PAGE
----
A class is included in the documentation only when at least one of the conditions is met:

  1. The class has one of the specified tags.
  2. This is an inner class and one of its enclosing classes has one of the specified tags.
A class member is included according to one of the conditions:
  1. The member has one of the specified tags.

    Note: When the class containing the member must be excluded, the member itself may still appear in the documentation. If that class has documented subclasses, the member will be shown as if it belongs to those of them, which are the nearest descendants of the member's original class.

  2. The member's class has one of the specified tags.
  3. The member's class is an inner class and one of its enclosing classes has one of the specified tags.

When you specify this parameter, the criteria above are only necessary for a class or member to be actually included in the documentation scope. However, they do not guarantee it. Using other include/exclude parameters, you can limit the documentation scope even further!

The multiple exclude-tag names must be separated with new lines ('\n'), semicolons (';') or colons (':'). For example:
@api
@include
See Also:
DocFlex/Javadoc | Documentation | DocFlex Doclet | Handling Template Parameters | Multi-valued (List) Parameters

classes

filter.byTags.include.classes : list of strings

With this parameter you can explicitly identify classes to be documented, while keeping in the documentation some of the fields and methods defined in the classes to be excluded.

The tags specified in this parameter are treated as follows.

A class is included in the documentation only when it has one of the specified tags.

Each inheritable member of any excluded class, which has subclasses to be documented, will be shown as if it belongs to those of them that are the nearest descendants of the member's original class.

When you specify this parameter, the criteria above are only necessary for a class or member to be actually included in the documentation scope. However, they do not guarantee it. Using other include/exclude parameters, you can limit the documentation scope even further!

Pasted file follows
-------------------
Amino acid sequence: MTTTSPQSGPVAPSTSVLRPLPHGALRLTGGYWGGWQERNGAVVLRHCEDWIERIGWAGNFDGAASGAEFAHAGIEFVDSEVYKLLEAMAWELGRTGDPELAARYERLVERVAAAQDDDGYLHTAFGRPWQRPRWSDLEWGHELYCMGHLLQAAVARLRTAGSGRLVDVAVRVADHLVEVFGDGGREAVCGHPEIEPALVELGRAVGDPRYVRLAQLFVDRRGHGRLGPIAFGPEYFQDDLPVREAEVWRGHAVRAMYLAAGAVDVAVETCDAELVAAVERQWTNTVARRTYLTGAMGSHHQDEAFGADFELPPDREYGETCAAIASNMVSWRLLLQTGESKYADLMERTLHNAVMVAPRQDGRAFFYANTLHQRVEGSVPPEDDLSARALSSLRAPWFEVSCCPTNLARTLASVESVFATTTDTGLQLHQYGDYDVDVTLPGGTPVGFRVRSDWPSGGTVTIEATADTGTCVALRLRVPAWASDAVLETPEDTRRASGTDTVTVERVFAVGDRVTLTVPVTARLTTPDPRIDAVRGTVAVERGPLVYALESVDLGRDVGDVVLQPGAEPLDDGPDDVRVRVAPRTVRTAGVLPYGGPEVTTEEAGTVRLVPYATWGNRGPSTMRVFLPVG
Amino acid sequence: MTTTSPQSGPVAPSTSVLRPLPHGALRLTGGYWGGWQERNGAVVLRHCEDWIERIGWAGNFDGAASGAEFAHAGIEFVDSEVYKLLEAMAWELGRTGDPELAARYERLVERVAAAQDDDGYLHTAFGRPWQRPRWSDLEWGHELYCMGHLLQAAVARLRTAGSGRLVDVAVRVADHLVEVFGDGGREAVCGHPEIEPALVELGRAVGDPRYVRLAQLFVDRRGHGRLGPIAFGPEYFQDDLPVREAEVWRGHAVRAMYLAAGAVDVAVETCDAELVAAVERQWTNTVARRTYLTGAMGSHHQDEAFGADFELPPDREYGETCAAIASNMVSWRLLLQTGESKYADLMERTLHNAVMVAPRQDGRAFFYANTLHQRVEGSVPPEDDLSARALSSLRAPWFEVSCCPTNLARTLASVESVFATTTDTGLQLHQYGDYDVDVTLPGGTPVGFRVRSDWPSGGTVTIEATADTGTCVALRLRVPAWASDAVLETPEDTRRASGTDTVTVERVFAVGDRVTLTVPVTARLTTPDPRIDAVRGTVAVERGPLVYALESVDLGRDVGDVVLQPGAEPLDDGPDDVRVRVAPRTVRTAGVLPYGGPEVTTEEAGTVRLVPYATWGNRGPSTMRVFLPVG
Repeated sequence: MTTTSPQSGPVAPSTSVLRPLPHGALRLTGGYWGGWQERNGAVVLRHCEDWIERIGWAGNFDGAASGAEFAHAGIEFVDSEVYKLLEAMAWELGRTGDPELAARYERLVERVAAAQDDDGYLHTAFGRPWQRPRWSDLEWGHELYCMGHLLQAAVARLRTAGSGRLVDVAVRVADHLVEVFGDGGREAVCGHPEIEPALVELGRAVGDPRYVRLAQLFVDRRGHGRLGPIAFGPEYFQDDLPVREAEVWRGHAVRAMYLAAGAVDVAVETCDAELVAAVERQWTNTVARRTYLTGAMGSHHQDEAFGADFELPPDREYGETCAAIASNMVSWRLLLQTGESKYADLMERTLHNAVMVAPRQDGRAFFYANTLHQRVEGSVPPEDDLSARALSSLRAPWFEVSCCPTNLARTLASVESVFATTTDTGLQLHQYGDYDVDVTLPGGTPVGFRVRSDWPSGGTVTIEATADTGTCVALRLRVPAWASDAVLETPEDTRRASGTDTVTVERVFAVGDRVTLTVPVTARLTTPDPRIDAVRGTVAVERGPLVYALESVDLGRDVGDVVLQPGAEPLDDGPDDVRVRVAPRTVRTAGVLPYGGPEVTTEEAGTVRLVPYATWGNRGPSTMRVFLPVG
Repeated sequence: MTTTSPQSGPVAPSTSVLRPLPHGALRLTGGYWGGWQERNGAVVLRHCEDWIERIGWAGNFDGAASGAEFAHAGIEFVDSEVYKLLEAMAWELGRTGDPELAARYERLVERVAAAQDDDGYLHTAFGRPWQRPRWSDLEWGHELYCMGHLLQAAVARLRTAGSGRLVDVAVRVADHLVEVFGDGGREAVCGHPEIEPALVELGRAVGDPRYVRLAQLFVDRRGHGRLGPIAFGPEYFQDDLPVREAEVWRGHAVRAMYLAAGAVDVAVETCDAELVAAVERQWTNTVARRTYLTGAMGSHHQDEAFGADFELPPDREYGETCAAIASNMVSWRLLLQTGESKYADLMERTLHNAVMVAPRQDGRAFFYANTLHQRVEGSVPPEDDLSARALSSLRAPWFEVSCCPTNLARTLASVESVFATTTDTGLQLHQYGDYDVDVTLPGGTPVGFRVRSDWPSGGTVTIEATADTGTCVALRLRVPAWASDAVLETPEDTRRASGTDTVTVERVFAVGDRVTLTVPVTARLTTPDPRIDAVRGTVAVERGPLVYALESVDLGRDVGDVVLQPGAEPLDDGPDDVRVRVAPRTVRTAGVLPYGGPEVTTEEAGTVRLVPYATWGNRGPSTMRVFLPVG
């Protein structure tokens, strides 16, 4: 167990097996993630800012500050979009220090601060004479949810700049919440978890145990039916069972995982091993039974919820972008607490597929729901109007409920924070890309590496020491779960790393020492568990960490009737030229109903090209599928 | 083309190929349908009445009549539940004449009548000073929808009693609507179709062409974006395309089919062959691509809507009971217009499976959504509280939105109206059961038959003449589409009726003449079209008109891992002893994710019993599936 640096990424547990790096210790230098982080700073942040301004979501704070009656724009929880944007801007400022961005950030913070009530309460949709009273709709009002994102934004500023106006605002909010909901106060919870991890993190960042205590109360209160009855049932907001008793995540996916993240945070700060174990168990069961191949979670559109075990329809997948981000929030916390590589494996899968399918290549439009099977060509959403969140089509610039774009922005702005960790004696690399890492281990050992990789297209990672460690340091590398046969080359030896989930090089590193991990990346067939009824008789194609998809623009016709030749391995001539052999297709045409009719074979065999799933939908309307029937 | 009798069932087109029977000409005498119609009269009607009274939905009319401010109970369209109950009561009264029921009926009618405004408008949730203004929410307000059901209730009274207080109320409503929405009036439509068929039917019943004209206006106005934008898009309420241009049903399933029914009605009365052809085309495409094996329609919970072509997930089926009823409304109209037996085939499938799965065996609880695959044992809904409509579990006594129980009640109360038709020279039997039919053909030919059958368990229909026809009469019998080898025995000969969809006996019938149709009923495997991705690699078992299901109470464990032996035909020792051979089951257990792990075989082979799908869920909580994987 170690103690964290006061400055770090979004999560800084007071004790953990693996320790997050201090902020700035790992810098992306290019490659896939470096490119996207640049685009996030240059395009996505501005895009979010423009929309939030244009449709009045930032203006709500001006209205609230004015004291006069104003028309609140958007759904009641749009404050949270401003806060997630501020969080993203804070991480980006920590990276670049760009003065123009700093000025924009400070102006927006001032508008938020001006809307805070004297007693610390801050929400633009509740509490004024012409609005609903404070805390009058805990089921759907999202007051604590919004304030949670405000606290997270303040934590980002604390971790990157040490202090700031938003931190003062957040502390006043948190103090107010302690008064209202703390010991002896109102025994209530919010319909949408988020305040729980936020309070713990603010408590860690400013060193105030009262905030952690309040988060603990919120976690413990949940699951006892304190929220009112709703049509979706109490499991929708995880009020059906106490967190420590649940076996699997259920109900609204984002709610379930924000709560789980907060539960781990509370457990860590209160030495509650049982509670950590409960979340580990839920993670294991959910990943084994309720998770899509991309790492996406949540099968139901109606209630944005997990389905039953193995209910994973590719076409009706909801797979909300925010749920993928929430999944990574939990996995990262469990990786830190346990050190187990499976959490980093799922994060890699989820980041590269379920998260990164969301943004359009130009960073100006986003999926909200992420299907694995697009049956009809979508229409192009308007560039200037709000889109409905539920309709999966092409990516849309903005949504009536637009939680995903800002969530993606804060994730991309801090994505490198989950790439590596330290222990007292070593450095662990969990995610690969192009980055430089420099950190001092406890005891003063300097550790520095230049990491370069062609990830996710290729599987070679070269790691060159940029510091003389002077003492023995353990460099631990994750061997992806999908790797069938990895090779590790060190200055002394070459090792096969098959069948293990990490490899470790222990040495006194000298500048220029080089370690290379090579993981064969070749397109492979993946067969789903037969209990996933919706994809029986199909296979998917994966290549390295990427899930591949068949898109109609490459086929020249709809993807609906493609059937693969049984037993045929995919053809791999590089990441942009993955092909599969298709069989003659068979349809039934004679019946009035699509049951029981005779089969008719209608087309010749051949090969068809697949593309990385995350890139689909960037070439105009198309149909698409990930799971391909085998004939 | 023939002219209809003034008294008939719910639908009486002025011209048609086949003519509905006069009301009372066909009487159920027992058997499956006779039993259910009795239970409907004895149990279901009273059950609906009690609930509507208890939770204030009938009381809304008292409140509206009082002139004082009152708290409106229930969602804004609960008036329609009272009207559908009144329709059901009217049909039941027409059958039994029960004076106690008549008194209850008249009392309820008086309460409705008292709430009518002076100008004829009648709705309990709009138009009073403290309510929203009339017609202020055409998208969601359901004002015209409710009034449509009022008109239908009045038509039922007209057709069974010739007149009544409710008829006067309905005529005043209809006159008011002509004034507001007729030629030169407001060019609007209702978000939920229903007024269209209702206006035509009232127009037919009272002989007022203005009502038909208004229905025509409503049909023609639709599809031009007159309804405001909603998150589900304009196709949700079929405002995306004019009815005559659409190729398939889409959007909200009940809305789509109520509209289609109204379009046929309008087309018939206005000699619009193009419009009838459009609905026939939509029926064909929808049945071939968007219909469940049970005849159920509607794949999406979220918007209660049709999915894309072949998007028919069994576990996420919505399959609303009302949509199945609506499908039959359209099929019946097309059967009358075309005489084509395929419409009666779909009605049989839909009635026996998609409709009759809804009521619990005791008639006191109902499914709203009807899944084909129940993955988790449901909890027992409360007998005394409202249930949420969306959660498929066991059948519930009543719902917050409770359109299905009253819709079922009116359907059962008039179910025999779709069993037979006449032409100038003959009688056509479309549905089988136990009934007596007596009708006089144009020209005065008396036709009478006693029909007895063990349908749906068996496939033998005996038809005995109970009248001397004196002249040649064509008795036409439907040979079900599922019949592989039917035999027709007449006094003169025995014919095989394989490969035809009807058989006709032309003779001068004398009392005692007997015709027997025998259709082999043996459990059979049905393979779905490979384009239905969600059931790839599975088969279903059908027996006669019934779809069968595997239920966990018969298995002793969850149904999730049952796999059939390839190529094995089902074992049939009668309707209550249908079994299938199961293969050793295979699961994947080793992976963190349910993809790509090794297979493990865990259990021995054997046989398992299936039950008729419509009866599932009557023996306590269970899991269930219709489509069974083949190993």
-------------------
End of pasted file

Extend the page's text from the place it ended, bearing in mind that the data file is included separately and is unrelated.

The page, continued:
The multiple exclude-tag names must be separated with new lines ('\n'), semicolons (';') or colons (':'). For example:
@api
@include
See Also:
DocFlex/Javadoc | Documentation | DocFlex Doclet | Handling Template Parameters | Multi-valued (List) Parameters

members

filter.byTags.include.members : list of strings

This parameter allows you to specify precisely which class members (fields & methods) should be documented.

The tags specified in this parameter are treated as follows.

A class member is included in the documentation only when it has one of the specified tags.

Note: When the class containing such a member must be excluded, the member itself may still appear in the documentation. If that class has subclasses to be documented, the member will be shown as if it belongs to those of them, which are the nearest descendants of the member's original class.

When you specify this parameter, the condition above is only necessary for a member to be actually included in the documentation scope. Using other include/exclude parameters, you can limit which members are included even further!

The multiple exclude-tag names must be separated with new lines ('\n'), semicolons (';') or colons (':'). For example:
@api
@include
See Also:
DocFlex/Javadoc | Documentation | DocFlex Doclet | Handling Template Parameters | Multi-valued (List) Parameters

Exclude

filter.byTags.exclude

This group of parameters allows you to exclude from the generated documentation classes, fields and methods with the specified tags (custom or not).

classes & members

filter.byTags.exclude.all : list of strings

Specify tags by which both classes and class members (i.e. fields, constructors and methods) are completely excluded from the generated documentation.

A class is excluded when at least one of the conditions is met:

  1. The class has one of the specified tags.
  2. This is an inner class and one of its enclosing classes has one of the specified tags.
A class member is excluded according to one of the conditions:
  1. The member has one of the specified tags.
  2. The member's class has one of the specified tags.
  3. The member's class is an inner class and one of its enclosing classes has one of the specified tags.
Therefore, when a class has one of the tags specified in this parameter, neither that class nor anything defined in it (i.e. members and inner classes) will ever appear in the documentation.

The multiple exclude-tag names must be separated with new lines ('\n'), semicolons (';') or colons (':'). For example:

@exclude
@omit
See Also:
DocFlex/Javadoc | Documentation | DocFlex Doclet | Handling Template Parameters | Multi-valued (List) Parameters

classes

filter.byTags.exclude.classes : list of strings

This parameter allows you to hide completely from the generated documentation some intermediate classes of your internal implementation (that for some reasons need to be public), while keeping in the documentation some of the fields and methods defined in those excluded classes, which you actually want to be part of your open API.